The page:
Christina Marmor, Director, Marketing Events
Event professionals play a critical role in times of chaos.
The growing impact of COVID-19 has sparked concerns around various aspects of our daily lives, and the events industry has and will continue to take a particularly heavy hit. In these uncertain times, it’s more critical than ever for event professionals to serve as a calming voice of expertise and a trusted resource for mitigating disruption. Bringing communities together at events is a vital function in many organizations, and events and marketing professionals play a key role in this process. Make sure that you’re reinforcing these best practices for maintaining business continuity while keeping health and safety top-of-mind.
Communication is key.
Disruptions of this nature are unpredictable, and it’s challenging to fully anticipate their long-term impact. Even if next steps aren’t set in stone, it’s important that prospective attendees and internal stakeholders know that you’re working toward finding the best possible solution. Be prepared to answer questions, proactively communicate new developments, and ensure that your messaging stays consistent along the way. These challenging situations also reinforce the importance of having a crisis communication plan in place and sharing best practices with your community. The Professional Convention Management Association (PCMA), a member of the Fonteva customer community, offers a variety of valuable resources on navigating COVID-19 for event professionals and the organizations they serve.
If your organization is relying on siloed data and outdated software solutions, it can be difficult to deliver quick and effective communication at a time when your customers or members need it most. With your events software and customer data in the same true-cloud platform like Salesforce, you can easily provide real-time updates and quickly address follow-up inquiries. You can also configure your event website to serve as a go-to resource for attendees to access the latest information and engage in meaningful conversations. In short, tools that provide your events and marketing teams with access to important data and enable better communication are key to staying one step ahead.
Maintain a (modified) sense of connection.
In-person events may provide an unmatched experience, but certain alternatives can help maintain a sense of connection while social distancing. For a smaller event, consider offering video sessions for your community to connect remotely. You could even convert your event into an entirely virtual experience through live-streaming, as done recently with Salesforce World Tour Sydney. Many associations are pivoting and turning large, in-person events into webcasts. Virtual learning can also be useful for any ongoing education that your organization offers. Fonteva recently adopted this approach for its monthly product training.
Before committing to a virtual experience, think carefully about whether you have the bandwidth and tools to do so. Also, keep in mind that a virtual approach won’t always work for every pre-planned aspect of your event. Shift your strategies as needed to better align with your newly digitized delivery. When used appropriately, virtual alternatives allow you to easily pivot and potentially maintain revenue continuity.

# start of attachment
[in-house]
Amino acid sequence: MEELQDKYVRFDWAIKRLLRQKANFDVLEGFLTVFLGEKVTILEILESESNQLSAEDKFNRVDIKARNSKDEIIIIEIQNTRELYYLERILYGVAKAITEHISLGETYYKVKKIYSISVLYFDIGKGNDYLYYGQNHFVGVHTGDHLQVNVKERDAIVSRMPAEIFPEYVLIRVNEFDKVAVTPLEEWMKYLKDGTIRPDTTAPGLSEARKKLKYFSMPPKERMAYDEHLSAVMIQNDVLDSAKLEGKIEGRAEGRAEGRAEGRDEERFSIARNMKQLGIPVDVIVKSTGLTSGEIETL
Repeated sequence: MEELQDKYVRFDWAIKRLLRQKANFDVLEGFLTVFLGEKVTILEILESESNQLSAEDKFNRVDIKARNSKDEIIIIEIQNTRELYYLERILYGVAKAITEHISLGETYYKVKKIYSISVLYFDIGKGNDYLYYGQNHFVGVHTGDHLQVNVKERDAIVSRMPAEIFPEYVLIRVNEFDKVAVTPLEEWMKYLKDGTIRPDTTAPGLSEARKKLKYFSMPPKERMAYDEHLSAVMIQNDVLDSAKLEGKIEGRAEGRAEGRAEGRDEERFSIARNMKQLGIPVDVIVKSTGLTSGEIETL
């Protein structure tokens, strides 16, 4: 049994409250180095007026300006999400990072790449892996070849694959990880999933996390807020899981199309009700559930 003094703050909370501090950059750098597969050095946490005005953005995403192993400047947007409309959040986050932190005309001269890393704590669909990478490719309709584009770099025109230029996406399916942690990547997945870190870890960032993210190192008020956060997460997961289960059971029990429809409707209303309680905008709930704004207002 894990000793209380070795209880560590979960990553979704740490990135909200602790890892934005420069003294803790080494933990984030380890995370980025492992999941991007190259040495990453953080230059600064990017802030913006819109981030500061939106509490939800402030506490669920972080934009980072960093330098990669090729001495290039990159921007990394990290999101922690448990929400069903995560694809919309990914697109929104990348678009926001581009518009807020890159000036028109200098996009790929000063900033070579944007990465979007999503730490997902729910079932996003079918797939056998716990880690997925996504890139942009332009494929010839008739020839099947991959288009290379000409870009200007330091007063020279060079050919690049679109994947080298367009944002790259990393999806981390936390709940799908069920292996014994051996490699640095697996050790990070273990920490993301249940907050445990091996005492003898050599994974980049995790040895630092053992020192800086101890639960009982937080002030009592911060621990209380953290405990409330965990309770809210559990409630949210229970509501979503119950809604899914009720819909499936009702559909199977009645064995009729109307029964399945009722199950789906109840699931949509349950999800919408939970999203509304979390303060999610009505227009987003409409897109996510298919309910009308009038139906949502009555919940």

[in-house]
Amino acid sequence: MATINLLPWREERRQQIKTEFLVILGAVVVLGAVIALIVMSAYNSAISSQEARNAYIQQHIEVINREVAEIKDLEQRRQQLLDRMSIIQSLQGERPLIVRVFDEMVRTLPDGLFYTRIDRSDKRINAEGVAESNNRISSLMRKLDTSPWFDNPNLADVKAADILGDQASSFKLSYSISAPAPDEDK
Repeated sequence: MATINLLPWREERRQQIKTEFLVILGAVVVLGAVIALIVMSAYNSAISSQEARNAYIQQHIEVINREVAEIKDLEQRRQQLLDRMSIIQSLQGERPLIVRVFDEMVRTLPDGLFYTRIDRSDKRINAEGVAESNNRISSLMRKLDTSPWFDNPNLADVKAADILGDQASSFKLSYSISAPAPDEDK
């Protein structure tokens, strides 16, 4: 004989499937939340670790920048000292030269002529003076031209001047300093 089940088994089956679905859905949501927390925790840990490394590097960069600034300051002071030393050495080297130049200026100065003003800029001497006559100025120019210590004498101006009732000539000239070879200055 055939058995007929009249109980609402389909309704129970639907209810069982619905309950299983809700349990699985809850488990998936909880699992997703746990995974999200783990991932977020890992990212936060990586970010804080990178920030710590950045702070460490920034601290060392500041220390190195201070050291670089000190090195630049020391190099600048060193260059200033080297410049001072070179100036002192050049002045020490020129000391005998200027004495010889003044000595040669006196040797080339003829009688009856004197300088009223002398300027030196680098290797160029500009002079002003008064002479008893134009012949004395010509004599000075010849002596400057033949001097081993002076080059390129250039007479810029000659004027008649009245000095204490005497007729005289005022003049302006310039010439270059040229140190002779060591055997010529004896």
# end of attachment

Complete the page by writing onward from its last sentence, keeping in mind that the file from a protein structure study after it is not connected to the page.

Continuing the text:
Make data-driven decisions.
Event professionals can guide their organizations and attendees in times of chaos when they have access to the right data and insights at their fingertips. With advanced event registration tools, you can confidently make critical decisions based on reliable data – not assumptions. For starters, assess your current registration and attendee data and how it potentially impacts the bottom line. If an event is a leading contributor to your big-picture business goals, postponing could be an option before cancelling.
Dive deeper into the level of engagement around the event. You can also quickly generate reports on attendee demographics, and use these key insights to deliver a virtual experience that will resonate.
Sometimes, there are times where cancelling an event is your only option. This can be an extremely tough choice to make – especially if it serves as a significant source of revenue and is mission-critical to your organization’s culture. However, your attendees’ safety always comes first. In these cases, it’s important to stay as flexible and strategic as possible. Proactively schedule a brainstorm with your team to discuss how you can re-shift priorities and pursue new initiatives to get back on-track with big-picture business objectives.
At the end of the day, nothing can take away the value of a handshake. But in today’s world of elbow bumps, it’s critical that we have the right tools to rapidly respond to changing event needs and continue our business objectives without dramatic disruption.